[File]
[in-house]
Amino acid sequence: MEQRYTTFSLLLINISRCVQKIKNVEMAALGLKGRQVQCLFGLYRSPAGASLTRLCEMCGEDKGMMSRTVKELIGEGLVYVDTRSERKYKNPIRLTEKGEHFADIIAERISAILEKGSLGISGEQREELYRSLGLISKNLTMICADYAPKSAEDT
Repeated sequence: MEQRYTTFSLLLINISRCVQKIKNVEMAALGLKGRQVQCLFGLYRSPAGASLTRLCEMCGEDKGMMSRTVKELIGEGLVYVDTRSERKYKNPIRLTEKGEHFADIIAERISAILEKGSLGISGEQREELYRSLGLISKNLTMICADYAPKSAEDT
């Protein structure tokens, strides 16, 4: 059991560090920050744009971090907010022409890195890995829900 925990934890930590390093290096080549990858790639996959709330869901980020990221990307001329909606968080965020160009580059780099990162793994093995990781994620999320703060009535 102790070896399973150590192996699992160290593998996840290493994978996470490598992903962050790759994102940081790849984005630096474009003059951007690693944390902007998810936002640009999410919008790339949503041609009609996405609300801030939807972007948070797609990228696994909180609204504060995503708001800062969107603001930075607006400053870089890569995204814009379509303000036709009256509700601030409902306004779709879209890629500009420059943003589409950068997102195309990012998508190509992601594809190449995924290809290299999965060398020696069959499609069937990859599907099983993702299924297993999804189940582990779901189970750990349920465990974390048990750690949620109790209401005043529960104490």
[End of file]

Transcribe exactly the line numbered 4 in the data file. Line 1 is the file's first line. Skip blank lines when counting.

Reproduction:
């Protein structure tokens, strides 16, 4: 059991560090920050744009971090907010022409890195890995829900 925990934890930590390093290096080549990858790639996959709330869901980020990221990307001329909606968080965020160009580059780099990162793994093995990781994620999320703060009535 102790070896399973150590192996699992160290593998996840290493994978996470490598992903962050790759994102940081790849984005630096474009003059951007690693944390902007998810936002640009999410919008790339949503041609009609996405609300801030939807972007948070797609990228696994909180609204504060995503708001800062969107603001930075607006400053870089890569995204814009379509303000036709009256509700601030409902306004779709879209890629500009420059943003589409950068997102195309990012998508190509992601594809190449995924290809290299999965060398020696069959499609069937990859599907099983993702299924297993999804189940582990779901189970750990349920465990974390048990750690949620109790209401005043529960104490």